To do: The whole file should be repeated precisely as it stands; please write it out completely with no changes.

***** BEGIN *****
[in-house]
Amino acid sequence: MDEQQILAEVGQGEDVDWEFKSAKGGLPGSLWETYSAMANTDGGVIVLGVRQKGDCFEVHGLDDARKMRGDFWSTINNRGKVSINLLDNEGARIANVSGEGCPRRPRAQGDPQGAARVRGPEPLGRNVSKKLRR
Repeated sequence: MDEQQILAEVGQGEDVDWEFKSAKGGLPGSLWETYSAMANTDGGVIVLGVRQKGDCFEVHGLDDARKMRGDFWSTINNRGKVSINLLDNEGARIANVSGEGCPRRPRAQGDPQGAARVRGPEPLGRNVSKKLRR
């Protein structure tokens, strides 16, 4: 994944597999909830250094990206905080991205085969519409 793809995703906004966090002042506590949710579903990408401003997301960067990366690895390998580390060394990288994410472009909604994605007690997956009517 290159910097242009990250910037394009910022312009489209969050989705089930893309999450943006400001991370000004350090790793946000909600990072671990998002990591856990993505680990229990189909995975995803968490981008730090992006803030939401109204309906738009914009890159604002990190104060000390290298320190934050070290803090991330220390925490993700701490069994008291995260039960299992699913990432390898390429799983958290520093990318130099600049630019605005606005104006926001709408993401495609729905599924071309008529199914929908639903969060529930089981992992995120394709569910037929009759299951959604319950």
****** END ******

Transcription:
[in-house]
Amino acid sequence: MDEQQILAEVGQGEDVDWEFKSAKGGLPGSLWETYSAMANTDGGVIVLGVRQKGDCFEVHGLDDARKMRGDFWSTINNRGKVSINLLDNEGARIANVSGEGCPRRPRAQGDPQGAARVRGPEPLGRNVSKKLRR
Repeated sequence: MDEQQILAEVGQGEDVDWEFKSAKGGLPGSLWETYSAMANTDGGVIVLGVRQKGDCFEVHGLDDARKMRGDFWSTINNRGKVSINLLDNEGARIANVSGEGCPRRPRAQGDPQGAARVRGPEPLGRNVSKKLRR
């Protein structure tokens, strides 16, 4: 994944597999909830250094990206905080991205085969519409 793809995703906004966090002042506590949710579903990408401003997301960067990366690895390998580390060394990288994410472009909604994605007690997956009517 290159910097242009990250910037394009910022312009489209969050989705089930893309999450943006400001991370000004350090790793946000909600990072671990998002990591856990993505680990229990189909995975995803968490981008730090992006803030939401109204309906738009914009890159604002990190104060000390290298320190934050070290803090991330220390925490993700701490069994008291995260039960299992699913990432390898390429799983958290520093990318130099600049630019605005606005104006926001709408993401495609729905599924071309008529199914929908639903969060529930089981992992995120394709569910037929009759299951959604319950």